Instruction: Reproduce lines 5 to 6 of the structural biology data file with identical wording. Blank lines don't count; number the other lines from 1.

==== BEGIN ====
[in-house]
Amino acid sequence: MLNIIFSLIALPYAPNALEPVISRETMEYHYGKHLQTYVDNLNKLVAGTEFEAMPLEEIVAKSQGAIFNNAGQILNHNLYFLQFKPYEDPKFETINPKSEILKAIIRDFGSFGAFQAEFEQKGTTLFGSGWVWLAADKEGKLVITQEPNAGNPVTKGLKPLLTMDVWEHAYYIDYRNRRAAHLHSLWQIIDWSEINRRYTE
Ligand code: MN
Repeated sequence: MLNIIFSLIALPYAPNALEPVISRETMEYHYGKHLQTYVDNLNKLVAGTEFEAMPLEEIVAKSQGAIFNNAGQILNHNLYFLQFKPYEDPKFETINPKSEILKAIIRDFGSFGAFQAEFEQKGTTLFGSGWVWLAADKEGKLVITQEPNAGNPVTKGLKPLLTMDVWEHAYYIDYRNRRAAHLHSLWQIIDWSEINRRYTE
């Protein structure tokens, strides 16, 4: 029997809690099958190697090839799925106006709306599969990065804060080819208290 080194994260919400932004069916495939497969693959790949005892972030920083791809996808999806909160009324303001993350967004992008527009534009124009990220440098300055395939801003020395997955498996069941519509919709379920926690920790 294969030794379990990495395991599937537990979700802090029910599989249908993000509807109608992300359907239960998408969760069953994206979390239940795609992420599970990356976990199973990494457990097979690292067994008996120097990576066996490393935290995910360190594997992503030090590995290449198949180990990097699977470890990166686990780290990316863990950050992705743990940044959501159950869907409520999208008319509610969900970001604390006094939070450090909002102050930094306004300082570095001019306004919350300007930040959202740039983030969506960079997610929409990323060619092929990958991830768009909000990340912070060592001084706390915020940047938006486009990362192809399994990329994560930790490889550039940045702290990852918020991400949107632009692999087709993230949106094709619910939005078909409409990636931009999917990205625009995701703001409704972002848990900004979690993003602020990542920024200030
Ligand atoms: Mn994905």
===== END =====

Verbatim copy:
């Protein structure tokens, strides 16, 4: 029997809690099958190697090839799925106006709306599969990065804060080819208290 080194994260919400932004069916495939497969693959790949005892972030920083791809996808999806909160009324303001993350967004992008527009534009124009990220440098300055395939801003020395997955498996069941519509919709379920926690920790 294969030794379990990495395991599937537990979700802090029910599989249908993000509807109608992300359907239960998408969760069953994206979390239940795609992420599970990356976990199973990494457990097979690292067994008996120097990576066996490393935290995910360190594997992503030090590995290449198949180990990097699977470890990166686990780290990316863990950050992705743990940044959501159950869907409520999208008319509610969900970001604390006094939070450090909002102050930094306004300082570095001019306004919350300007930040959202740039983030969506960079997610929409990323060619092929990958991830768009909000990340912070060592001084706390915020940047938006486009990362192809399994990329994560930790490889550039940045702290990852918020991400949107632009692999087709993230949106094709619910939005078909409409990636931009999917990205625009995701703001409704972002848990900004979690993003602020990542920024200030
Ligand atoms: Mn994905």